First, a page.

The second explanation is the one put forward by many sympathetic Greens themselves, as well as politicians and media pundits, and ably expressed by a British climatologist recently: 'For too long the climate change discussion has been about things that will happen in 100 years time. For economically insecure people, statements about what might happen in 100 years time they just don't care about, because they know these kind of predictions have been proved wrong in the past and will be in the future' http://www.bbc.co.uk/news/science-environment-38640413).
One could go further and suggest that people facing a desperate struggle to survive today won't care about anything that's a hundred years away whether the predictions are correct or not. But while there's obviously some truth in this, it is not the case that concern over the environment is always associated with personal financial well-being, i.e. that having an environmental conscience is somehow a luxury item that the poor can't afford. Many TWC people are not especially poor, have foreign holidays every year and spend a fortune at Christmas, while some people with university backgrounds have no job or money yet still shop ethically, eat tofu and recycle religiously. It's not simply about the money.
The third explanation is that the TWC are not only not interested in environmental concerns, but actually put off them because of their CMC image. If you live on a council estate, don't have a degree and speak with a local accent, you might very well decide that environmentalism is not for you. You're pretty sure you wouldn't like or relate to anyone, and they wouldn't like you. Your face, voice, clothes, hair and make-up just wouldn't fit. You talk yourself out of being involved.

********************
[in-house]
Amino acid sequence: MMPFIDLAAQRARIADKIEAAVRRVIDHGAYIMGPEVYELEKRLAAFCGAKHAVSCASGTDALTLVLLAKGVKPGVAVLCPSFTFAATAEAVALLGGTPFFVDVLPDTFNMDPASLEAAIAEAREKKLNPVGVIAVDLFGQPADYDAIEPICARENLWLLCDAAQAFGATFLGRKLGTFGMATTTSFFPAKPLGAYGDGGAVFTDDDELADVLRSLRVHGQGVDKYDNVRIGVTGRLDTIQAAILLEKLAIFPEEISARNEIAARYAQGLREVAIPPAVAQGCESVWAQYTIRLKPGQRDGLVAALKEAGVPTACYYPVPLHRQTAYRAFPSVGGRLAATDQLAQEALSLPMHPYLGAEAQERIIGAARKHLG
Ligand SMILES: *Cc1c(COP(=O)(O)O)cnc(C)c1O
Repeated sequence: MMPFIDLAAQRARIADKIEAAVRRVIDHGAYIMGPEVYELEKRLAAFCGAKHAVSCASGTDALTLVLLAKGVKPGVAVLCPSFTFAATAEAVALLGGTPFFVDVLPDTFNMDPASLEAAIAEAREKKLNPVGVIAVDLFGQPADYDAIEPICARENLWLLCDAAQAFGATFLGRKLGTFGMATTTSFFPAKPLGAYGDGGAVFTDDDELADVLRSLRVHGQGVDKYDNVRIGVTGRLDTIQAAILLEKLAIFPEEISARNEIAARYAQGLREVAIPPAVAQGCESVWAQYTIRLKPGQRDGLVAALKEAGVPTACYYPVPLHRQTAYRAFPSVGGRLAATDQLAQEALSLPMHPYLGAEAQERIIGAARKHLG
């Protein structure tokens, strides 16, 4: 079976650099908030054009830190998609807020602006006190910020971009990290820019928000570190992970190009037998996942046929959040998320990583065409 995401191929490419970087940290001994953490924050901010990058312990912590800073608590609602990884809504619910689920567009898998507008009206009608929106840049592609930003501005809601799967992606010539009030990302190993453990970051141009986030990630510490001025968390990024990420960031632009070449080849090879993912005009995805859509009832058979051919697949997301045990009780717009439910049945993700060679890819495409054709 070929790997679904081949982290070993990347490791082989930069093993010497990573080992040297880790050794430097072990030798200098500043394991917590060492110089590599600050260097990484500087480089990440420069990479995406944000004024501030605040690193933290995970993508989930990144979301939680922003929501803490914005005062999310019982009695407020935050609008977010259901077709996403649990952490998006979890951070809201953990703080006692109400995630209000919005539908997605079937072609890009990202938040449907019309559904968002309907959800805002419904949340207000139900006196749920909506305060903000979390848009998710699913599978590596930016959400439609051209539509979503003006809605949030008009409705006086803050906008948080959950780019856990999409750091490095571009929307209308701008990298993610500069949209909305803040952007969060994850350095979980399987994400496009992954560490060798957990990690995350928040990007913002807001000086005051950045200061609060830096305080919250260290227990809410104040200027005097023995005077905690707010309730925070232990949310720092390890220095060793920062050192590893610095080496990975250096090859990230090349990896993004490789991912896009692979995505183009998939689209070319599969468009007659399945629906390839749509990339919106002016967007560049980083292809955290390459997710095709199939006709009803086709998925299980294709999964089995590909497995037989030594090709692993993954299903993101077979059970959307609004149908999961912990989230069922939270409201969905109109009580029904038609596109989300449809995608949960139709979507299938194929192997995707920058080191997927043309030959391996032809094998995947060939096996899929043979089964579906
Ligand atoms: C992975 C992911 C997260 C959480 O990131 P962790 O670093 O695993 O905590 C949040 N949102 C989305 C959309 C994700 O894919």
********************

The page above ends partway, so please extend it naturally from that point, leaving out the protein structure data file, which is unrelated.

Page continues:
And are you entirely wrong to do so? Perhaps the uncomfortable truth is that some CMC environmentalists are quite happy in their cosy little clique and would be secretly horrified if it was suddenly invaded by working-class types wearing hoodies and bling and reeking of skunk, or hard-boiled council estate veterans with tattoos on their knuckles. Environmentalism is Frasier and Friends and Have I Got News For You?, not Eastenders and Shameless.
The problem is the nature of environmentalist politics, which tends to ignore class politics as essentially irrelevant to the debate. We all live on the same planet, runs the thinking, so we should be able to rise above our petty class divisions in order to save it. But that of course is a lot easier to say when you're not the one getting the worst of those divisions and you're not even aware what the worst involves. This is how environmentalism slips into the genteel world of Ladybird, and away from the real and bruising world of class war.
Would it make much difference if environmentalists incorporated class into their world view, given that power resides not with them but with state elites? Well, it would give socialist revolutionaries and environmentalists something in common, and it would make the debate more inclusive, something which needs to happen if anything is ever going to change. You can't wish away class war by ignoring it, but you can wish away a lot of potential support.